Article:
United States District Court, N.D. Illinois, Eastern Division
MEMORANDUM OPINION AND ORDER
M. Dow, Jr. United States District Court Judge.
Nanette Tucker filed this suit against the City of Chicago
(“City”) and Cit Streets and Sanitation employee
Sonya Campbell (collectively, “Defendants”) for
allege violations of her right to due process through their
enforcement of the City's ordinanc governing weed
control, Chi. Mun. Code § 7-28-120(a) (“Weed
Ordinance”). After her firs complaint was dismissed by
Judge Darrah, Plaintiff filed an amended complaint. Defendant
have moved to dismiss the amended complaint pursuant to
Federal Rule of Civil Procedur 12(b)(6). See . After the
motion was fully briefed, the suit was reassigned to th
undersigned judge. For the reasons set forth below,
Defendants' motion is granted.
2015, Plaintiff owned a small, vacant lot at 6132 S. Bishop
Street on the south side o Chicago.  at ¶ 22. On
December 4, 2015, she received a notice of violation
(“Notice”) fro the City concerning conditions on
her property. Id. ¶¶ 19, 26. Specifically,
the Notice, which was based on a June 3, 2015 inspection of
the property performed by Campbell, indicated that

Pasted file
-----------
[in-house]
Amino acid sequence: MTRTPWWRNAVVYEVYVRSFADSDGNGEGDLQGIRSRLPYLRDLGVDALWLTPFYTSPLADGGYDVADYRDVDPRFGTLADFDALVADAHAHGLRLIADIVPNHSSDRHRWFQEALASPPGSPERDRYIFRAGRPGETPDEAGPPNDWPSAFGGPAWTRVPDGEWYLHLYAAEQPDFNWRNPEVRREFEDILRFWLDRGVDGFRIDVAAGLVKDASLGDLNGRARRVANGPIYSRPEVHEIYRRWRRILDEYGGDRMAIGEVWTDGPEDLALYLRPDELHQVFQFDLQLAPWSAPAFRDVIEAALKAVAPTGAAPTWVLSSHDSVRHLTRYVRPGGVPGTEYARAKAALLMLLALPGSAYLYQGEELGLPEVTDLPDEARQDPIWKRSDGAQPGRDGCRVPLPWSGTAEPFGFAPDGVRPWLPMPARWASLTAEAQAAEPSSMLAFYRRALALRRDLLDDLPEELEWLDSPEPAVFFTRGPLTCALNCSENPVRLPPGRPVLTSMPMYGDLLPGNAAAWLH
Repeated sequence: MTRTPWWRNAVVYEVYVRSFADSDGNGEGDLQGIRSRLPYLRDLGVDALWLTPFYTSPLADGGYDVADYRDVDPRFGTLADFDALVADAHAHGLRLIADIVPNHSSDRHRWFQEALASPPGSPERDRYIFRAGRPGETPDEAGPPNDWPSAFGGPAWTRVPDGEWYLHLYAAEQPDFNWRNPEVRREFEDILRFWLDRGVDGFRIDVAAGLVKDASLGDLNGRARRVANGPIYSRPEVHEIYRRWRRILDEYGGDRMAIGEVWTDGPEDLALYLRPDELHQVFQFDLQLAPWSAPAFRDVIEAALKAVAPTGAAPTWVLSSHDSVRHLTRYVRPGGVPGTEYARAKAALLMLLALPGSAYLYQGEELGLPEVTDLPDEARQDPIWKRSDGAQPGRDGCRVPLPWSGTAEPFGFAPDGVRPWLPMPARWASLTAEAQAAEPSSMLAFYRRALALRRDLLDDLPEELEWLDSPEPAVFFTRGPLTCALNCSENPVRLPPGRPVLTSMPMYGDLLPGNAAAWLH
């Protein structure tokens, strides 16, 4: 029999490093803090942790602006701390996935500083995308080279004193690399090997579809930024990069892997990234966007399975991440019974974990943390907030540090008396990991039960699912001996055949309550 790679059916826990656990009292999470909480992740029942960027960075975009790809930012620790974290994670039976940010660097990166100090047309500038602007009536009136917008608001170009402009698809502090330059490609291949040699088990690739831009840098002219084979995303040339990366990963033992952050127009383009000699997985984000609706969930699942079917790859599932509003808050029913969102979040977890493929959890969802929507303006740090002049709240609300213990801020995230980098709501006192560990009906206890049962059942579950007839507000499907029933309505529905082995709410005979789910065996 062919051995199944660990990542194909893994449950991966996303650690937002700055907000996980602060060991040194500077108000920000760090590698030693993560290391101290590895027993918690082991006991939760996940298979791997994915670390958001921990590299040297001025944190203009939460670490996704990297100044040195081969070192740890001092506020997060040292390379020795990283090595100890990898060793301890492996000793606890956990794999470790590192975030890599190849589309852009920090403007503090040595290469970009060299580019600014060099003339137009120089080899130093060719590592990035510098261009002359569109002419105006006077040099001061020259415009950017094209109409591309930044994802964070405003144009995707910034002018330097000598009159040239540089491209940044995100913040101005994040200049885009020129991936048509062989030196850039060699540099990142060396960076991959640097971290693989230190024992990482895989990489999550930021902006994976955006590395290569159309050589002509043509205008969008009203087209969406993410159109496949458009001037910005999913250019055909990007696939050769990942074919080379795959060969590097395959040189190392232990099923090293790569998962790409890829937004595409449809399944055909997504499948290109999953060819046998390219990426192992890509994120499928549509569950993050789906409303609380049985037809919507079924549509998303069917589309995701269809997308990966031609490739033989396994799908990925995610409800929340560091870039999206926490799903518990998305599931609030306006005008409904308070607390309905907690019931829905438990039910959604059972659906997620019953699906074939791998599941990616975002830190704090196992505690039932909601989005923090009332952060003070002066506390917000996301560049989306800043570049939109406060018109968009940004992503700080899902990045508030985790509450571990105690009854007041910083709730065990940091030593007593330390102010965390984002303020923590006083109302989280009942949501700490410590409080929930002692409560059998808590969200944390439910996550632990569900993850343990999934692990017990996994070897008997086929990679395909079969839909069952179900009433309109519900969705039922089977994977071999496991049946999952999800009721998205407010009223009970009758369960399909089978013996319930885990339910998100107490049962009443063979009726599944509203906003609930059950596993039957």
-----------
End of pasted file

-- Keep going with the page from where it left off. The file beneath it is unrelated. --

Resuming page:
“weeds are greater than 10 inches in height, ” in
violation of the Weed Ordinance. Id. ¶¶
25, 27. The Weed Ordinance, as relevant, provides that
“[a]ny person who owns or controls property within the
city must cut or otherwise control all weeds on such property
so that the average height of such weeds does not exceed ten
inches.” Id. ¶ 3; Chi. Mun. Code §
receipt of the Notice, Plaintiff filed a written request for
a hearing to contest the violation with the Department of
Administrative Hearings; that hearing was held on December
29, 2015 before an administrative law judge
(“ALJ”).  at ¶¶ 30-31, 35.
Plaintiff appeared at the hearing and was represented by
counsel. Id. ¶ 34. As evidence of the
violation, the City submitted the Notice and photographs
allegedly taken by Campbell on the date of the violation.
Id. ¶ 32. In response, Plaintiff testified that
the weeds on her property were not “in excess
of an average of 10 inches, ” and she “raised
several Constitutional defenses” to the violation,
including that the City violated the Due Process Clause
through (1) its “policies of ignoring the average
height requirement” of the Weed Ordinance, and (2) the
delay in “issuance of Notices of